SAS Undergraduate Student Awards
Given to junior or senior undergraduate students for outstanding research in spectroscopy
Recognizing work in laser induced breakdown spectroscopy of complex mineral samples and application of plasmas to cancer research including as a possible alternative to chemotherapy.
My name is Nicole Miller. I graduated from the South Dakota School of Mines and Technology in May 2020. My bachelors was completed in Mechanical Engineering, with a minor in Global Engineering. My research has focused on integrating machine learning with Laser Induced Breakdown Spectroscopy using various sample types such as soil, geological, and metal. I have also worked on a project for an alternative to chemotherapy combining electroporation and cold plasma in lung cancer cells. Currently, I am living in Minnesota and hoping to find work with thermal/fluid systems.
Recognizing the application of statistics, machine learning, and visualization to a LIBS project began in 2017 when she was a high school student.
Sofia Pozsonyiova is an applied mathematics and statistics student who just finished her last year of undergraduate studies at Macalester College in Saint Paul, MN. Her primary research focus is on integrating machine learning and statistical methods to improve the interpretation and classification of laser-induced breakdown spectroscopy (LIBS) data. Sofia began working with Dr. Prasoon Diwakar back in 2017 at Frost Science Museum where she was first introduced to the field and subject of LIBS. From there she has continued to work with Dr. Diwakar, pioneering new algorithms and tools to better handle data generated via laser spectroscopy. After finishing her undergraduate degree, Sofia will be pursuing a higher degree in applied mathematics so that she could continue evolving her knowledge and passion for the field!
Michaela Ann Sullivan
Recognizing research in microplastics and a passion for the environment via a collaboration with the Marine Biology department at University of New Haven, and an internship at Horiba doing microspectroscopic analysis of plastics in Connecticut harbors to identify the materials and ideally determine if these materials can be traced to their sources.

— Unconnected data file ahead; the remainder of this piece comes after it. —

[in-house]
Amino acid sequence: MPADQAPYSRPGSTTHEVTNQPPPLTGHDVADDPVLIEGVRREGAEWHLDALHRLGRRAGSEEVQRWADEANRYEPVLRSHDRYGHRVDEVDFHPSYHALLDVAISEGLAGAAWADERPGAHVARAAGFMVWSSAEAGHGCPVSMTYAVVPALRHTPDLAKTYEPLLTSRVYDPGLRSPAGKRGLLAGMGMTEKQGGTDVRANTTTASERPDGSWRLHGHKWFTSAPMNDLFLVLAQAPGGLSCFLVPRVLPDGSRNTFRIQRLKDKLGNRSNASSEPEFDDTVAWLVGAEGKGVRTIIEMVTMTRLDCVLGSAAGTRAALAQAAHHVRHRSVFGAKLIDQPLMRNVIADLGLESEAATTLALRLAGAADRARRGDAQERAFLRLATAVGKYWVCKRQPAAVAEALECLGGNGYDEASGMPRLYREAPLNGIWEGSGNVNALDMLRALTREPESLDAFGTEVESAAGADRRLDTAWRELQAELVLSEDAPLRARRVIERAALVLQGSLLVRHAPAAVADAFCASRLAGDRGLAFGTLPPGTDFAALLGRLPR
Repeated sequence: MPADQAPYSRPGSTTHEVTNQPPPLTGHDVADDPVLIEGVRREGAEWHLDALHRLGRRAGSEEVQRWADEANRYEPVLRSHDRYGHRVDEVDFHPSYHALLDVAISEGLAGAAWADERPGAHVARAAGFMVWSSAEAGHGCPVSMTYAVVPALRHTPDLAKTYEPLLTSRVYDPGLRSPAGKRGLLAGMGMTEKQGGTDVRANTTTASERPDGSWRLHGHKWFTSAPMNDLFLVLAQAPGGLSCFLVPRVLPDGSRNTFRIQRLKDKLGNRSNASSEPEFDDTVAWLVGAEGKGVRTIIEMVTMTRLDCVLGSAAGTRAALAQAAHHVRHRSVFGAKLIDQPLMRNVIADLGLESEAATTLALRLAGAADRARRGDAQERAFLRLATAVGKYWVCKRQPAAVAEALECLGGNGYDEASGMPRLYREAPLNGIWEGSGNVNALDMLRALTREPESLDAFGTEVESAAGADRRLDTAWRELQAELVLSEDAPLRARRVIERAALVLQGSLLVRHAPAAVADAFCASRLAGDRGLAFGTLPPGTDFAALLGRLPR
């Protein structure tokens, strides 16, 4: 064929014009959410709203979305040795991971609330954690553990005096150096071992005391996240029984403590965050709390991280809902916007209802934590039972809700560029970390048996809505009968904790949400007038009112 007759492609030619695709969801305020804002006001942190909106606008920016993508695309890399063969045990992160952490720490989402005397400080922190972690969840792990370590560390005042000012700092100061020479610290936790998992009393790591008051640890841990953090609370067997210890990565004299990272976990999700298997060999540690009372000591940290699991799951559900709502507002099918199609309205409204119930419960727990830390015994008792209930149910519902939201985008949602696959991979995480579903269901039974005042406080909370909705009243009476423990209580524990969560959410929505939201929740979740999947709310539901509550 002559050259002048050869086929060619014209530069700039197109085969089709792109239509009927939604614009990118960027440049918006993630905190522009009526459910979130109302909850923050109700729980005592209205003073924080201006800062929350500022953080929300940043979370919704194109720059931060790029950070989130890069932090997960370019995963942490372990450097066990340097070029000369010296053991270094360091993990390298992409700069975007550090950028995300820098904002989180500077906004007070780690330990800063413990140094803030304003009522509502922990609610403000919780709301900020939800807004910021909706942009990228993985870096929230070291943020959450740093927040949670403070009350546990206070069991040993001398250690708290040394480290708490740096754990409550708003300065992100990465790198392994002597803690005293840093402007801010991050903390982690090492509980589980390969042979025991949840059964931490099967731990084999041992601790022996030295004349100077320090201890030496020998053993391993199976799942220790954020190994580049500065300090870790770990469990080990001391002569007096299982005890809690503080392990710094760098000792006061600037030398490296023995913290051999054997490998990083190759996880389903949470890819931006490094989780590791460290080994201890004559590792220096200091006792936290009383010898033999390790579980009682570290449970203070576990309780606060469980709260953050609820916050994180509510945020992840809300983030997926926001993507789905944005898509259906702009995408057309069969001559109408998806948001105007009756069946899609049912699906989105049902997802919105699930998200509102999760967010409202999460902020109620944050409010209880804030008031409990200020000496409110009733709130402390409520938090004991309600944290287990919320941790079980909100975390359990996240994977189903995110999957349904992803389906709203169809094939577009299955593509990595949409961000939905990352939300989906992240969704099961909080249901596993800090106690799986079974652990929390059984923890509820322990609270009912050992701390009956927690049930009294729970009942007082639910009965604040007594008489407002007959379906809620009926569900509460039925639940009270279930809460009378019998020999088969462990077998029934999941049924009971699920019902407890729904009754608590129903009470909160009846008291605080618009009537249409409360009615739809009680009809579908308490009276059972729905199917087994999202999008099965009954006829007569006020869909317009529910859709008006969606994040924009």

Michaela Sullivan is an undergraduate student at the University of New Haven, majoring in forensic science with a chemistry concentration and a minor in environmental science. Michaela’s main professional interests pair her love for chemistry and natural sciences with environmental conservancy and criminal law enforcement. Her current research involves the examination and identification of microplastics in aquatic and terrestrial systems using micro Raman spectroscopy. Michaela hopes that her current and future research in this topic will prompt further study into the evidentiary value of anthropogenic materials in terrestrial systems and how spectroscopic methods may be employed in the distinction between actual evidence from a crime scene from accumulated microplastics and other materials deposited into the environment in the form of pollution. After she graduates from the University of New Haven, Michaela hopes to pursue a masters degree in analytical chemistry and eventually work for the Criminal Enforcement sector of the US EPA. In her free time, Michaela enjoys playing guitar and bass, playing video games, reading, and gardening during her summers home in New Jersey.